Families of the Hirak prisoners and rights advocacy groups hold Morocco’s DGAPR accountable for prisoner’s health condition, demanding they assemble prisoners in Nador prison.
Rabat – Family member of the activists of the popular Hirak Rif protests, which broke out in 2016-2017 in the Northern region of Morocco, met with the Tafra Association for Solidarity and Fidelity on Saturday, May 4, to discuss the Hirak protests.
Among the key points discussed was the forming of a joint commission with the primary objective “to further coordination among the families of political prisoners scattered across different prisons,” the group announced in a press release.
The Tafra association stressed that the overriding principle of the commission is to “preserve the unity of prisoners and their families and stand up against all attempts to divide and scatter them across different prisons.”
The association and the prisoners’ families decided to meet with officials of the General Delegation for Prison Administration and Reintegration (DGAPR) and Morocco’s National Human Rights Council to demand that “all prisoners be reassembled in the Nador 2 prison (Selouane prison). Citing prisoners’ emotional well being, they said the Nador prison is the closest to the prisoners’ families.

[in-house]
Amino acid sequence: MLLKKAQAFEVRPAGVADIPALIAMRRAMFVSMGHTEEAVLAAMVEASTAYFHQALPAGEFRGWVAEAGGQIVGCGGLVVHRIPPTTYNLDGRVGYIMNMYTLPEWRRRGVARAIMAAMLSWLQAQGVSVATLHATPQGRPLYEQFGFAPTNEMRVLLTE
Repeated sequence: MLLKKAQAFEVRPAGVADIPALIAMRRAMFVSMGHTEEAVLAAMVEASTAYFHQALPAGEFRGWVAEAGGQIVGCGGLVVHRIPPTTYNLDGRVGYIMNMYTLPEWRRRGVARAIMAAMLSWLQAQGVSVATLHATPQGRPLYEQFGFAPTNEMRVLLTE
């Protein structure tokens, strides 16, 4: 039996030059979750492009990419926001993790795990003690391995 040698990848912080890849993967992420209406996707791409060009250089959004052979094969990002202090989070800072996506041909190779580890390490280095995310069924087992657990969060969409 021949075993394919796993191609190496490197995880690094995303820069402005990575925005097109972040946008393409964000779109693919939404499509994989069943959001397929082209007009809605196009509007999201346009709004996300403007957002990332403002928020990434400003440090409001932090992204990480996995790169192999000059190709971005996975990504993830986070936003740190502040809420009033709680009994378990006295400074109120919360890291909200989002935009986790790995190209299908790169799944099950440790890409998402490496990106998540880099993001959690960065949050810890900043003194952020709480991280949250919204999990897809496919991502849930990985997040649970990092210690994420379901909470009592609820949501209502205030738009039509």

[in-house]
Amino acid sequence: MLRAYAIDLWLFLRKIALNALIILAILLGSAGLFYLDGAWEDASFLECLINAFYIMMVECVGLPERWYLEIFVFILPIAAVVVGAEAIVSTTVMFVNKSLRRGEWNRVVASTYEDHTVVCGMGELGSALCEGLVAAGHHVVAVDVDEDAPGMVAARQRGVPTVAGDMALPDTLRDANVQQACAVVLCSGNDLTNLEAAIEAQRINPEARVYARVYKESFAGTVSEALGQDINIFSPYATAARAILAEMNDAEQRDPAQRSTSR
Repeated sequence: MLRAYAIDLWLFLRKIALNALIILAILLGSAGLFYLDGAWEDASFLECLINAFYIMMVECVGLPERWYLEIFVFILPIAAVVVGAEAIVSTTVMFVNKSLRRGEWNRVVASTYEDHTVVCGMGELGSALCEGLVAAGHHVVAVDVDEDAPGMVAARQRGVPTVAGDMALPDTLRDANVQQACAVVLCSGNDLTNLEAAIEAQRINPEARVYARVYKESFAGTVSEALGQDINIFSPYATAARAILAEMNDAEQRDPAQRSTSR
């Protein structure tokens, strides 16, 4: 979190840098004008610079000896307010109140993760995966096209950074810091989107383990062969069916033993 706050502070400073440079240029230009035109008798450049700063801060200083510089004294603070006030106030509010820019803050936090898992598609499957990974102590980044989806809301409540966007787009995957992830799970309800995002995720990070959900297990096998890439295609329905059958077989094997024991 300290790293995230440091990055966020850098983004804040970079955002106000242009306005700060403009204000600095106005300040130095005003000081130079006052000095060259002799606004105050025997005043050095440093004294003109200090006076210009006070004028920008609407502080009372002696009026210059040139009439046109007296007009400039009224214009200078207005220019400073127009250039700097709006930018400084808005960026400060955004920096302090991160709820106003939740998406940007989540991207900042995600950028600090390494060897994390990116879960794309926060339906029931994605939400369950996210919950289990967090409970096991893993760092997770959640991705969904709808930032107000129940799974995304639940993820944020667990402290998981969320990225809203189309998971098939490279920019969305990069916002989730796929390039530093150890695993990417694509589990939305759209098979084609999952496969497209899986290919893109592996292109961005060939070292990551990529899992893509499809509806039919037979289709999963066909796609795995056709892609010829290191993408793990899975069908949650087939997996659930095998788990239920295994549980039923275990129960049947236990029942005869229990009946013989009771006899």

In the press release, the association also stated that it holds the DGAPR responsible for the deterioration of prisoners’ health conditions. The document explained how the prisoners are threatening to go on yet another hunger strike should the authorities fail to meet their demands.
Social media users have launched an online petition on Avaaz.org, calling on the the United Nations High Commissioner for Human Rights and UN Committee Against Torture to broker for a general amnesty for all prisoners under Article 71 of the Constitution.
The petition has been signed 9874 times as of this report.
The Hirak prisoners’ trials, which human rights organizations like Amnesty International and Human Rights Watch have criticized for harsh and unfair sentences, have drawn sympathy both at national and global levels.
Last month, 24 European MPs addressed Morocco’s justice minister Mohammed Aujjar a letter , calling for the release of the political prisoners. The European MPs warned against the “deteriorating” health conditions of the prisoners, an accusation that the Moroccan Human Rights Organization has denied.